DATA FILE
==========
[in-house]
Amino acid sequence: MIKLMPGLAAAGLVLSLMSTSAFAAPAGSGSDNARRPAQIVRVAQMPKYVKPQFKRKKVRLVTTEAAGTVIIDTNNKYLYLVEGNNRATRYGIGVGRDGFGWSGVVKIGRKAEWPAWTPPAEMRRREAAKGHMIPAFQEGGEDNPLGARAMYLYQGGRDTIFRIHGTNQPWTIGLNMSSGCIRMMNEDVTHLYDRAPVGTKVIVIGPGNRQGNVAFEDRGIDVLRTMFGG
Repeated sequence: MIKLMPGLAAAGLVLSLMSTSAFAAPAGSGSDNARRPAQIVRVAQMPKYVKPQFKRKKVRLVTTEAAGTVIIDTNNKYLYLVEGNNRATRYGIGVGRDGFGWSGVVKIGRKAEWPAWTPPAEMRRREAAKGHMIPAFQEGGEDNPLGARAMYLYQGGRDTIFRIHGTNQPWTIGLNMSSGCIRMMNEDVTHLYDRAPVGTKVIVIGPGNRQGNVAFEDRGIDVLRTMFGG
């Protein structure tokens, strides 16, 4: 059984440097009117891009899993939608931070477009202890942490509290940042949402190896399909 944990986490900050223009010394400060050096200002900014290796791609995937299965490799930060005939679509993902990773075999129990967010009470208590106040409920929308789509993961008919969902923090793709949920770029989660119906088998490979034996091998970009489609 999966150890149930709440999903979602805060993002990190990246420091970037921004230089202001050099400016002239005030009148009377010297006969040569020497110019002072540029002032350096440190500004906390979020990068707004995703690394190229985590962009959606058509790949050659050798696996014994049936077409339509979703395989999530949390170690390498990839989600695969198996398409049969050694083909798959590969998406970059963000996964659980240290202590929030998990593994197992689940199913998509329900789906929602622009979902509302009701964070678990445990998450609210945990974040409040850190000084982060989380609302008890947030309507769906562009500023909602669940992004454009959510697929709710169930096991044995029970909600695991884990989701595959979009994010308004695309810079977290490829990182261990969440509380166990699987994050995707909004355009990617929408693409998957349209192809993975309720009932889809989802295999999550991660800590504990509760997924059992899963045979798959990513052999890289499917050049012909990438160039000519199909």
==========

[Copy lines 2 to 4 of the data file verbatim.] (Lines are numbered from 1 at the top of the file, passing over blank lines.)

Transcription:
Amino acid sequence: MIKLMPGLAAAGLVLSLMSTSAFAAPAGSGSDNARRPAQIVRVAQMPKYVKPQFKRKKVRLVTTEAAGTVIIDTNNKYLYLVEGNNRATRYGIGVGRDGFGWSGVVKIGRKAEWPAWTPPAEMRRREAAKGHMIPAFQEGGEDNPLGARAMYLYQGGRDTIFRIHGTNQPWTIGLNMSSGCIRMMNEDVTHLYDRAPVGTKVIVIGPGNRQGNVAFEDRGIDVLRTMFGG
Repeated sequence: MIKLMPGLAAAGLVLSLMSTSAFAAPAGSGSDNARRPAQIVRVAQMPKYVKPQFKRKKVRLVTTEAAGTVIIDTNNKYLYLVEGNNRATRYGIGVGRDGFGWSGVVKIGRKAEWPAWTPPAEMRRREAAKGHMIPAFQEGGEDNPLGARAMYLYQGGRDTIFRIHGTNQPWTIGLNMSSGCIRMMNEDVTHLYDRAPVGTKVIVIGPGNRQGNVAFEDRGIDVLRTMFGG
């Protein structure tokens, strides 16, 4: 059984440097009117891009899993939608931070477009202890942490509290940042949402190896399909 944990986490900050223009010394400060050096200002900014290796791609995937299965490799930060005939679509993902990773075999129990967010009470208590106040409920929308789509993961008919969902923090793709949920770029989660119906088998490979034996091998970009489609 999966150890149930709440999903979602805060993002990190990246420091970037921004230089202001050099400016002239005030009148009377010297006969040569020497110019002072540029002032350096440190500004906390979020990068707004995703690394190229985590962009959606058509790949050659050798696996014994049936077409339509979703395989999530949390170690390498990839989600695969198996398409049969050694083909798959590969998406970059963000996964659980240290202590929030998990593994197992689940199913998509329900789906929602622009979902509302009701964070678990445990998450609210945990974040409040850190000084982060989380609302008890947030309507769906562009500023909602669940992004454009959510697929709710169930096991044995029970909600695991884990989701595959979009994010308004695309810079977290490829990182261990969440509380166990699987994050995707909004355009990617929408693409998957349209192809993975309720009932889809989802295999999550991660800590504990509760997924059992899963045979798959990513052999890289499917050049012909990438160039000519199909």